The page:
24th Mar 2018


Winter is here for Spitzenkandidat, but he'll survive

  • 2014 Spitzenkandidaten, from left to right: Alexis Tsipras, Ska Keller, Martin Schulz, Jean-Claude Juncker, Guy Verhofstadt. The process brings more transparency to the way the president of the European Commission is selected. (Photo: European Parliament)

The media these days seem as fond of debating the fate of the Spitzenkandidat - the parties' lead candidates for the EU parliamentary elections - as the fate of the characters in the new season of Game of Thrones, coining the eurosceptic catchphrase “Winter is here”.

Everybody is curious about who will live, who will be killed and who will marry whom, among a sudden rush of articles exploring the pros and cons of the idea. There was even one title saying that it is time for the Spitzenkandidat to die.

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True fans of both sagas are well aware that there will be intrigue, battles and casualties, but secretly everyone hopes that the good guys will survive – and in this case, the Spitzenkandidat is the good guy.

In a world where citizens want to be better informed and more involved in decision-making, it’s a way of providing more democracy and more transparency: just open your Twitter app and search for #Spitzenkandidat.

European socialists and democrats were the first to push for the idea in 2009, and it was the Party of European Socialists (PES) president at the time, Paul Nyrup Rasmussen, who opened negotiations with the other European political families in order to reach an agreement. Now it seems we must ride into battle one more time.

Our political family already expressed its intention to keep the Spitzenkandidat procedure for future elections. We even went further by starting a discussion among our member parties on a type of preliminary procedure.

Involving European citizens

As we discussed during the PES Council in Prague last December, socialists and democrats will either go with primaries or for some other kind of preliminary vote to choose their common candidate. The PES has already created a special working group to decide which kind of internal process should be used.

It’s true that voter turnout in the European elections is declining. But so is the turnout in national elections across Europe and, indeed, much of the world.

In 1999, 49.51 percent of citizens voted in the EU election; in 2004 it was down to 45.47 percent and in 2009 it dropped to 42.97 percent.

Interestingly, in 2014, the public duel between former European Parliament president Martin Schulz and current European Commission president Jean-Claude Juncker seem to have helped arrest this decline, as the turnout then only dropped a few decimal points less – 42.61 percent.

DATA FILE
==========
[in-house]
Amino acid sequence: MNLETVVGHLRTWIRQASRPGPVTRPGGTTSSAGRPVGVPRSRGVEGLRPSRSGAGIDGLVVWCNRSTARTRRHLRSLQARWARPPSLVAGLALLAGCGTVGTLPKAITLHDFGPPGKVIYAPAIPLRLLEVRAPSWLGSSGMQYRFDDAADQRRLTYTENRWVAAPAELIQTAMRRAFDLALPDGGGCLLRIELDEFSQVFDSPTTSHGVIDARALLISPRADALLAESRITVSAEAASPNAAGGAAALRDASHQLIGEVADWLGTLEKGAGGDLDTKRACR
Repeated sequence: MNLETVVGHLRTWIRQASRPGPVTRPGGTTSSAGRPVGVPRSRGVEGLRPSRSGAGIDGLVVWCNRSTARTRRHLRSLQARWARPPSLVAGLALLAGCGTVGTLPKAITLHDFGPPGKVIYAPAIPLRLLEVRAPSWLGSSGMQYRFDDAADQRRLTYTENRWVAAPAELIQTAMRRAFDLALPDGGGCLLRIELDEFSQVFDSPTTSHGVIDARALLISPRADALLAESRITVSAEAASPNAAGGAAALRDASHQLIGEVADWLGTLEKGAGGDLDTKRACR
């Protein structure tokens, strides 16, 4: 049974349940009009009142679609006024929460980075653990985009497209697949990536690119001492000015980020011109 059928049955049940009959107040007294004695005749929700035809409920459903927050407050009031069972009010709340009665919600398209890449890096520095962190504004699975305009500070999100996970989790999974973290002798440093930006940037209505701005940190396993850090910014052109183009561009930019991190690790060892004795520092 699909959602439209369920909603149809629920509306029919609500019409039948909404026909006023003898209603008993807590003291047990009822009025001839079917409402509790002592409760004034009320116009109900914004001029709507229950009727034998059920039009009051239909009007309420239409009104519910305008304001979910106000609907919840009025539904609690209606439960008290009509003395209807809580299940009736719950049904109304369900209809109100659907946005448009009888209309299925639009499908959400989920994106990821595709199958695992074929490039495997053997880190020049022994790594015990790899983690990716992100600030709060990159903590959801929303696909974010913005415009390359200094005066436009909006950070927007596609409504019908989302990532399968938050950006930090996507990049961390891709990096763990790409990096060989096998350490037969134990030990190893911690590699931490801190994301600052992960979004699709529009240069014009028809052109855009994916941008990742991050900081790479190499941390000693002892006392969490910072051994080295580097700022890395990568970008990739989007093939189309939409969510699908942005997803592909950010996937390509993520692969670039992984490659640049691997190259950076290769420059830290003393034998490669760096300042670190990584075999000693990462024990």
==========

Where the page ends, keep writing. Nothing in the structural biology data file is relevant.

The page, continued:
The upcoming season of the Spitzenkandidat saga promises to be very interesting, and should hopefully be well received by voters.

It may come as a surprise to many, but in 2014 it was really a difficult task to find challengers for the common candidate race. The process was new, there was some confusion about how it would actually work – and even scepticism about whether the agreement would be kept.

But it’s a whole different story for 2019. The media is already speculating about possible candidates from the different political families: I’ve already read in the media some prominent names, from both PES and the centre-right EPP, as possible competitors.

I hope the other European political families will name their champions and all carry out strong campaigns in every member state. And it’s a good thing because, this way, more European citizens will be involved in the way the top figure of the EU is selected.

Not a game

The process of the Spitzenkandidat brings more transparency to the way the president of the EU commission is selected. The names of all common candidates are announced far in advance – citizens no longer have to wait to see the white smoke emerge from the chimney of the commission's Berlaymont building.

There have recently been some accusations that the Spitzenkandidat process is just a show of democracy. But it is democracy when the campaign for the European election becomes a public battle of ideas.

Candidates from all political families should be presenting their vision on how the Union should operate and where it should be going. We live in an age of populism, empty promises and an overseas president who changes his mind every other morning – so, especially now, democracy needs strong political platforms and responsibility.

The current attempts to diminish the Spitzenkandidat process are nothing new.

After the EU election in 2014, conservatives like former British PM David Cameron and German chancellor Angela Merkel tried to pretend that the whole common candidate campaign was just a voting exercise – it fell to the heads of state and prime ministers from the PES family, who took a clear stand on keeping the agreement.

And we intend to keep the agreement this time as well. For us, this is not a game.

Sergei Stanishev is president of the Party of European Socialists.


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